Click here to skip to main content.
My Basket
TitleThe Rolling Stones
Performance Date23 September 1966
Performance DayFriday
Performance Time20:00
Secondary PerformersLong John Baldry
Orchestra or BandThe Rolling Stones (Mick Jagger - vocal, Charlie Watts - drums, Bill Wyman - bass guitar, Brian Jones, Keith Richards - guitars)

The Ike and Tina Turner Revue

The Yardbirds (Jim McCarty - drums, vocal, Paul Samwell-Smith - bass guitar, Chris Dreja - rhythm guitar, Jimmy Page, Jeff Beck - lead guitars, Keith Relf - vocal)

Peter Jay and The New Jaywalkers (Peter Jay, Pete "Buzz" Miller - guitar, Tony Webster - rhythm guitar, Mac McIntyre - tenor saxophone, flute, Lloyd Baker - piano, baritone saxophone, Geoff Moss, Johnny Larke - bass guitars, Terry Reid)
Set ListPeter Jay and The New Jaywalkers

The Ike and Tina Turner Revue

The Yardbirds

INTERVAL

The Rolling Stones:
'Paint It Black',
'Under My Thumb',
'Get Off of My Cloud',
'Lady Jane',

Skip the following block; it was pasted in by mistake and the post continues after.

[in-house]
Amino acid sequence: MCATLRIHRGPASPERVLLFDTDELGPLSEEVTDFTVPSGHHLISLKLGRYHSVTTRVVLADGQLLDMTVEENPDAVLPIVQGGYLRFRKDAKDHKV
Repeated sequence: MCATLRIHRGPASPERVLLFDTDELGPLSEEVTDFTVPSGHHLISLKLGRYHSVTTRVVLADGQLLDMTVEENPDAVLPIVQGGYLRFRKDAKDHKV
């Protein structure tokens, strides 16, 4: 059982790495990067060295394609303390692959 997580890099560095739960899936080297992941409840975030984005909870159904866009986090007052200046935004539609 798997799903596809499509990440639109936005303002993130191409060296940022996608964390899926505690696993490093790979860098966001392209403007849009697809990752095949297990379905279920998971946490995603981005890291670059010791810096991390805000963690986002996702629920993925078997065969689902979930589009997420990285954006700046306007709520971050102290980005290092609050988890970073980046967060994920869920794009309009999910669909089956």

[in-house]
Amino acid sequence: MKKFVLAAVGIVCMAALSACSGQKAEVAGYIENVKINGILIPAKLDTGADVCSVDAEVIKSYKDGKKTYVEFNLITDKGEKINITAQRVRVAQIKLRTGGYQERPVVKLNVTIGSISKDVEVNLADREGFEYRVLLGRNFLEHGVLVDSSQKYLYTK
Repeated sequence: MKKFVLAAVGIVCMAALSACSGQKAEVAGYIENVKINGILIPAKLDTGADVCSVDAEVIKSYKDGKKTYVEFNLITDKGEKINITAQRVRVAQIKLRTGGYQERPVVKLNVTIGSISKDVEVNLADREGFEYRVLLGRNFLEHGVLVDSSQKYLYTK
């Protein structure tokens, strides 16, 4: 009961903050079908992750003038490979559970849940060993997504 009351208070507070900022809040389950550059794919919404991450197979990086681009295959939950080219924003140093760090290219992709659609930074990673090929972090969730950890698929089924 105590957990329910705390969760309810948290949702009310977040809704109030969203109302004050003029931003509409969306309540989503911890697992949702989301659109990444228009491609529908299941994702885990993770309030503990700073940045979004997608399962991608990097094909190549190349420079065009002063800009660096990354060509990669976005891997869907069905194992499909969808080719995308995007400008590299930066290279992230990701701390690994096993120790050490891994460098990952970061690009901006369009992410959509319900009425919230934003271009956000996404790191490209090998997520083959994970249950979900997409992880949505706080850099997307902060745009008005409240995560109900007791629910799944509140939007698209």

'Not Fade Away', The Crickets,
'The Last Time',
'Have You Seen Your Mother, Baby, Standing in the Shadow?',
'(I Can't Get No) Satisfaction'
Let TypeOrdinary Let
Performance NotesTop of the bill at the Royal Albert Hall for the first time, The Rolling Stones introduced their British fans to the Ike and Tina Turner Revue, whose sensational opening performance included a young boy singer called Prince Albert. The first half of the show also featured The Yardbirds with Jeff Beck and Jimmy Page as lead guitarists.

As exciting as it must have been, all were somewhat upstaged by the mini riot that took place at the start of the Rolling Stones’ set – an incident that would have been but a hazy memory were it not for the incredible footage captured by film-maker Peter Whitehead. The scenes were later edited into the promo for the Stones’ single 'Have You Seen Your Mother, Baby, Standing In The Shadow?'